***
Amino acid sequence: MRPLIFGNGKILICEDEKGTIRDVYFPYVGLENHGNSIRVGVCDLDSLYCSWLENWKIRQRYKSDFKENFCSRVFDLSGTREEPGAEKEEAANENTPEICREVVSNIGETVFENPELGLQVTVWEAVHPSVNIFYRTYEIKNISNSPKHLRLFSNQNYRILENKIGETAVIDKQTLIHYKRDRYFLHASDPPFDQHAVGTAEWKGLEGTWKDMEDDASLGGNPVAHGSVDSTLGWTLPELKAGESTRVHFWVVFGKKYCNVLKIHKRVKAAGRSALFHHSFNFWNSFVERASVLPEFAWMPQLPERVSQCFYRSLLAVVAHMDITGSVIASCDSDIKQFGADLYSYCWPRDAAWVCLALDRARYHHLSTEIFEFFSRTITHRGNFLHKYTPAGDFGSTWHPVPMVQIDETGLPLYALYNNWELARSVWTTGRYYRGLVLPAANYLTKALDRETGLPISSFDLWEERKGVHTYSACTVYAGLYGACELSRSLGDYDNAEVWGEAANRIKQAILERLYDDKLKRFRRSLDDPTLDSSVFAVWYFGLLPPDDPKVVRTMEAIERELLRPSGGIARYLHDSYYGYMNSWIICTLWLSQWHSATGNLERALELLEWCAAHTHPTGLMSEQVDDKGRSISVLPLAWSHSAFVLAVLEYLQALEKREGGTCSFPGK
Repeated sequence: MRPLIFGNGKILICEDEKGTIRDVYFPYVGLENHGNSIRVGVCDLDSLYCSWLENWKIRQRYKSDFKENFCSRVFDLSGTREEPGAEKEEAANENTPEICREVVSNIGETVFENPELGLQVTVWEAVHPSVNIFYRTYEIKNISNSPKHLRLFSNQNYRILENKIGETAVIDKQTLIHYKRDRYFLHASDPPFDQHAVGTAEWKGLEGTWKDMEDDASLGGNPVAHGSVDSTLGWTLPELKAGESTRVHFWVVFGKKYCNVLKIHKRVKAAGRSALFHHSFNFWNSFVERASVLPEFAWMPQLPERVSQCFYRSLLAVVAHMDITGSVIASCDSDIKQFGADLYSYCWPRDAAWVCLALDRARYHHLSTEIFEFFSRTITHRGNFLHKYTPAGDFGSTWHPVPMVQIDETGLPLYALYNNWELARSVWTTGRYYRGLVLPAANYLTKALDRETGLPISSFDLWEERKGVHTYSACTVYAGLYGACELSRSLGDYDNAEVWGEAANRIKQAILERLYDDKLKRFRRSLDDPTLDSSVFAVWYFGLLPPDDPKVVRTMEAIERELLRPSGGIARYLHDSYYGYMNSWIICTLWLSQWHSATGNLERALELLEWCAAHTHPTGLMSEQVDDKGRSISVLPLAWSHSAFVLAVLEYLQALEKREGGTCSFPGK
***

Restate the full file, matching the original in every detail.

Amino acid sequence: MRPLIFGNGKILICEDEKGTIRDVYFPYVGLENHGNSIRVGVCDLDSLYCSWLENWKIRQRYKSDFKENFCSRVFDLSGTREEPGAEKEEAANENTPEICREVVSNIGETVFENPELGLQVTVWEAVHPSVNIFYRTYEIKNISNSPKHLRLFSNQNYRILENKIGETAVIDKQTLIHYKRDRYFLHASDPPFDQHAVGTAEWKGLEGTWKDMEDDASLGGNPVAHGSVDSTLGWTLPELKAGESTRVHFWVVFGKKYCNVLKIHKRVKAAGRSALFHHSFNFWNSFVERASVLPEFAWMPQLPERVSQCFYRSLLAVVAHMDITGSVIASCDSDIKQFGADLYSYCWPRDAAWVCLALDRARYHHLSTEIFEFFSRTITHRGNFLHKYTPAGDFGSTWHPVPMVQIDETGLPLYALYNNWELARSVWTTGRYYRGLVLPAANYLTKALDRETGLPISSFDLWEERKGVHTYSACTVYAGLYGACELSRSLGDYDNAEVWGEAANRIKQAILERLYDDKLKRFRRSLDDPTLDSSVFAVWYFGLLPPDDPKVVRTMEAIERELLRPSGGIARYLHDSYYGYMNSWIICTLWLSQWHSATGNLERALELLEWCAAHTHPTGLMSEQVDDKGRSISVLPLAWSHSAFVLAVLEYLQALEKREGGTCSFPGK
Repeated sequence: MRPLIFGNGKILICEDEKGTIRDVYFPYVGLENHGNSIRVGVCDLDSLYCSWLENWKIRQRYKSDFKENFCSRVFDLSGTREEPGAEKEEAANENTPEICREVVSNIGETVFENPELGLQVTVWEAVHPSVNIFYRTYEIKNISNSPKHLRLFSNQNYRILENKIGETAVIDKQTLIHYKRDRYFLHASDPPFDQHAVGTAEWKGLEGTWKDMEDDASLGGNPVAHGSVDSTLGWTLPELKAGESTRVHFWVVFGKKYCNVLKIHKRVKAAGRSALFHHSFNFWNSFVERASVLPEFAWMPQLPERVSQCFYRSLLAVVAHMDITGSVIASCDSDIKQFGADLYSYCWPRDAAWVCLALDRARYHHLSTEIFEFFSRTITHRGNFLHKYTPAGDFGSTWHPVPMVQIDETGLPLYALYNNWELARSVWTTGRYYRGLVLPAANYLTKALDRETGLPISSFDLWEERKGVHTYSACTVYAGLYGACELSRSLGDYDNAEVWGEAANRIKQAILERLYDDKLKRFRRSLDDPTLDSSVFAVWYFGLLPPDDPKVVRTMEAIERELLRPSGGIARYLHDSYYGYMNSWIICTLWLSQWHSATGNLERALELLEWCAAHTHPTGLMSEQVDDKGRSISVLPLAWSHSAFVLAVLEYLQALEKREGGTCSFPGK